Taoiseach pledges whatever is ‘legally required and morally just’ on disability payments

Leo Varadkar was speaking at Fine Gael parliamentary party meeting on Wednesday evening

Leo Varadkar says State “does not have a leg to stand on” over decision not to pay Disabled Persons’ Maintenance Allowance to vulnerable people in residential care. Photograph: Alan Betson / The Irish Times

Taoiseach Leo Varadkar has pledged to do “whatever is legally required and morally just” following revelations that thousands of people were denied disability payments.

At the Fine Gael parliamentary party meeting, Mr Varadkar said the Government will “get to the bottom” of the historic disability payments issue and “do whatever is legally required and morally just”.

He also said all the facts will be gathered before any decisions are made and that “leaked draft memos being selectively quoted do not tell the true story of what may have occurred in the past”.

It was revealed by RTÉ this week that the State denied up to 12,000 people their disability payments, and that the Government in 2011 was advised that if those disabled people sued the State for the payments, their cases were likely to succeed.


Mr Varadkar has said the State “does not have a leg to stand on” over the decision not to pay the Disabled Persons’ Maintenance Allowance (DPMA) to vulnerable people in residential care, according to legal advice.

Mr Varadkar also spoke about the ongoing controversy over the State’s legal strategy on containing potential legal costs for private nursing home patients. He said he has sought a report from the Attorney General and the Government was “seeking all documents” but he “remained confident that the Government had acted lawfully to protect the taxpayer and the budget for essential health services”.

Mr Varadkar advised that politicians should “wait before making judgment until all facts have been gathered”.

Mr Varadkar also came under pressure from his backbench TDs to extend a series of cost of living measures beyond the Spring.

At the parliamentary party meeting on Wednesday night, there were calls for Mr Varadkar to extend the cut on fuel excise duty which is due to expire in the coming weeks.

It is understood that talks between the Coalition leaders and the Minister for Finance Michael McGrath are due to get under way next week in advance of an announcement on a number of measures.

The reduced VAT rate for gas and electricity are due to expire at the end of February, as well as the reduced rate of excise duty for petrol, diesel and home heating oil and the ban on energy disconnections.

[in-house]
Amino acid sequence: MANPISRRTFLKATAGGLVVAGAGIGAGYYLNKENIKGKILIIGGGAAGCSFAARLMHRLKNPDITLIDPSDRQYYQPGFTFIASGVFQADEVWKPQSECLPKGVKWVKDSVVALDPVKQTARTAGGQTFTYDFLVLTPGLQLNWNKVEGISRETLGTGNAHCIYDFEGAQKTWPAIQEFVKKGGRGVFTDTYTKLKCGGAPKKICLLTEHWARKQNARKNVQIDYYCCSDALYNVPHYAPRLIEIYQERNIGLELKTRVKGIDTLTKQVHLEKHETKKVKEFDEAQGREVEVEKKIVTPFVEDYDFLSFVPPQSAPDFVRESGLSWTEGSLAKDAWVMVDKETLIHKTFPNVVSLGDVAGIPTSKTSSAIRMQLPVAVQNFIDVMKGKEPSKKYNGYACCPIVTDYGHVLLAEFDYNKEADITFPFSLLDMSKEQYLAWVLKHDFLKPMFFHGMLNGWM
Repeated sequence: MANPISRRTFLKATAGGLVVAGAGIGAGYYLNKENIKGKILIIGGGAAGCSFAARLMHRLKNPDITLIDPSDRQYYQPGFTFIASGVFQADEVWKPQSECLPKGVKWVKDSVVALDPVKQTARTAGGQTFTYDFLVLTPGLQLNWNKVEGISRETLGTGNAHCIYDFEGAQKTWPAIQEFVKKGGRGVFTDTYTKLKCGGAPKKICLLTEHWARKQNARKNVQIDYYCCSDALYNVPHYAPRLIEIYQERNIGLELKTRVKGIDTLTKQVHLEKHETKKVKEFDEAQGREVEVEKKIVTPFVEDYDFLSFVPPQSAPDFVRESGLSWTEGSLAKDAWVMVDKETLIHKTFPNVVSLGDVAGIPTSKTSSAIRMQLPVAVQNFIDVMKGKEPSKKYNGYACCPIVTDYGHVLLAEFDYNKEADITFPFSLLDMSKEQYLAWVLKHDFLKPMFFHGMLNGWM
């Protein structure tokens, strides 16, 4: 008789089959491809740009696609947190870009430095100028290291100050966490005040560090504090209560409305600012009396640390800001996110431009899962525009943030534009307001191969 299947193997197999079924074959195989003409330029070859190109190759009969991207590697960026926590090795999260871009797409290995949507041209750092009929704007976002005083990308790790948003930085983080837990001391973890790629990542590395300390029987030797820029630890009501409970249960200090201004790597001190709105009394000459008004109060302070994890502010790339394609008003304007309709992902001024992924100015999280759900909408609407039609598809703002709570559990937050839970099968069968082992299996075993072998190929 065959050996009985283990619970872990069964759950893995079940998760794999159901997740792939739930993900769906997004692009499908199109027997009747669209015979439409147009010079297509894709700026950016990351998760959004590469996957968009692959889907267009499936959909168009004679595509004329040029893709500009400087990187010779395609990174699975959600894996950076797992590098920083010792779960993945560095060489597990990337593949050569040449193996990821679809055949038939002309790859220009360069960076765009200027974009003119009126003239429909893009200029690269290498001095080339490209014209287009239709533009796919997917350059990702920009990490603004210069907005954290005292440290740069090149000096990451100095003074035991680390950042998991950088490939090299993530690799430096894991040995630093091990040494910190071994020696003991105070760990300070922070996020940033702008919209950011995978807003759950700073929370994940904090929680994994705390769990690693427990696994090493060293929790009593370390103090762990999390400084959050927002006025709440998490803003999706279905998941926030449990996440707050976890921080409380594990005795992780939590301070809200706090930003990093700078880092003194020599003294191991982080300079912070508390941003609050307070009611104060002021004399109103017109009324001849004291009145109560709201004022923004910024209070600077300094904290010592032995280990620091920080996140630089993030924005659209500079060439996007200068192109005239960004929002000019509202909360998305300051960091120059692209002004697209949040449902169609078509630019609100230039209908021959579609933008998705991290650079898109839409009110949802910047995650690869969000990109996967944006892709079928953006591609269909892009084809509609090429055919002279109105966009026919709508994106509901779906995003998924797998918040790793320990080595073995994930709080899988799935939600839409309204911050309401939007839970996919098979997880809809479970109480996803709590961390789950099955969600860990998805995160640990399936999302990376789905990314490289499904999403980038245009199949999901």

TDs also called on the Taoiseach to ensure that businesses are aware of their entitlements under the scheme set up to help SMEs with spiralling energy costs, the Temporary Business Energy Support Scheme (TBESS).

In response, Mr Varadkar dampened expectations and said one of the decisions that “equipped the country well to ease the cost of living was by not having a mini-Budget in the middle of 2022, as called for by the Opposition, as it resulted in more financial resources available for last Autumn’s Budget and for the winter when it was most needed”.

At the Fianna Fáil parliamentary party meeting, a wide-ranging discussion took place on the scale of the challenge in accommodating refugees arriving into Ireland from Ukraine and beyond.

A number of TDs – including Jim O’Callaghan, Robert Troy and Eugene Murphy – raised concerns about the State’s response, while some questioned why hotels are being left waiting months for large sums of money they are owed by the State as part of their contract to accommodate refugees and asylum seekers.

Two sources said that the Tánaiste accepted the point being made that a better system of processing payments was needed. Concerns were also raised in the meeting about the rise of the far-right and their role in protests around the country. Minister for Children and Integration Roderic O’Gorman will likely now be asked to appear before a future parliamentary party meeting to address the issues raised.

Mr Martin also announced to the meeting that he has appointed Minister for Housing Darragh O’Brien and Super Junior in the Department of Transport Jack Chambers as directors of elections for next year’s local and European elections. Mr O’Brien will be the director of elections for the EU elections while Mr Chambers will oversee the local campaign. Mr Martin told the meeting he planned to steer Fianna Fáil into a position whereby the party would gain seats in both.

Jennifer Bray

Jennifer Bray

Jennifer Bray is a Political Correspondent with The Irish Times